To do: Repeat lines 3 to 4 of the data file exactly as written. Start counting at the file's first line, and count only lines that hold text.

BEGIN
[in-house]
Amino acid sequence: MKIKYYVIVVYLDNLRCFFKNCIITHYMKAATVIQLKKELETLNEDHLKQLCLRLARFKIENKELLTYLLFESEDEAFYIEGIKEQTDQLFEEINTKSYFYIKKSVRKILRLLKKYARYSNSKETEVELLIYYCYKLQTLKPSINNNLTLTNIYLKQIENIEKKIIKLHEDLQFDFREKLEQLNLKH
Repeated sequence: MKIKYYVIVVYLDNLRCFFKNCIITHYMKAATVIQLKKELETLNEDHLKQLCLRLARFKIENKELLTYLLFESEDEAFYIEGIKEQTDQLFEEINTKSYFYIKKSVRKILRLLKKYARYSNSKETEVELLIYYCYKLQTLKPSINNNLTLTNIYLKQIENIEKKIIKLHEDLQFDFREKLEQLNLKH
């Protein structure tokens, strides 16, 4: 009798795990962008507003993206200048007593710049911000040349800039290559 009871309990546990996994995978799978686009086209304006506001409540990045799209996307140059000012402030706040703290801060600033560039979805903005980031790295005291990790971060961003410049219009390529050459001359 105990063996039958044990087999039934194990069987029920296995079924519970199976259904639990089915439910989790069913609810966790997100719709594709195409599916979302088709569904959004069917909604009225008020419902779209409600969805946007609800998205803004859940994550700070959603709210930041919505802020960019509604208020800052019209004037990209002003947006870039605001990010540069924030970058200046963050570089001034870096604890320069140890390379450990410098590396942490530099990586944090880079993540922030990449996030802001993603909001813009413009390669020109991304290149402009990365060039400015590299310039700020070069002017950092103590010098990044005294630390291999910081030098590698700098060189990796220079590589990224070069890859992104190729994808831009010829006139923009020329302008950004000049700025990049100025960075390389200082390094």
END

Repeated sequence: MKIKYYVIVVYLDNLRCFFKNCIITHYMKAATVIQLKKELETLNEDHLKQLCLRLARFKIENKELLTYLLFESEDEAFYIEGIKEQTDQLFEEINTKSYFYIKKSVRKILRLLKKYARYSNSKETEVELLIYYCYKLQTLKPSINNNLTLTNIYLKQIENIEKKIIKLHEDLQFDFREKLEQLNLKH
């Protein structure tokens, strides 16, 4: 009798795990962008507003993206200048007593710049911000040349800039290559 009871309990546990996994995978799978686009086209304006506001409540990045799209996307140059000012402030706040703290801060600033560039979805903005980031790295005291990790971060961003410049219009390529050459001359 105990063996039958044990087999039934194990069987029920296995079924519970199976259904639990089915439910989790069913609810966790997100719709594709195409599916979302088709569904959004069917909604009225008020419902779209409600969805946007609800998205803004859940994550700070959603709210930041919505802020960019509604208020800052019209004037990209002003947006870039605001990010540069924030970058200046963050570089001034870096604890320069140890390379450990410098590396942490530099990586944090880079993540922030990449996030802001993603909001813009413009390669020109991304290149402009990365060039400015590299310039700020070069002017950092103590010098990044005294630390291999910081030098590698700098060189990796220079590589990224070069890859992104190729994808831009010829006139923009020329302008950004000049700025990049100025960075390389200082390094």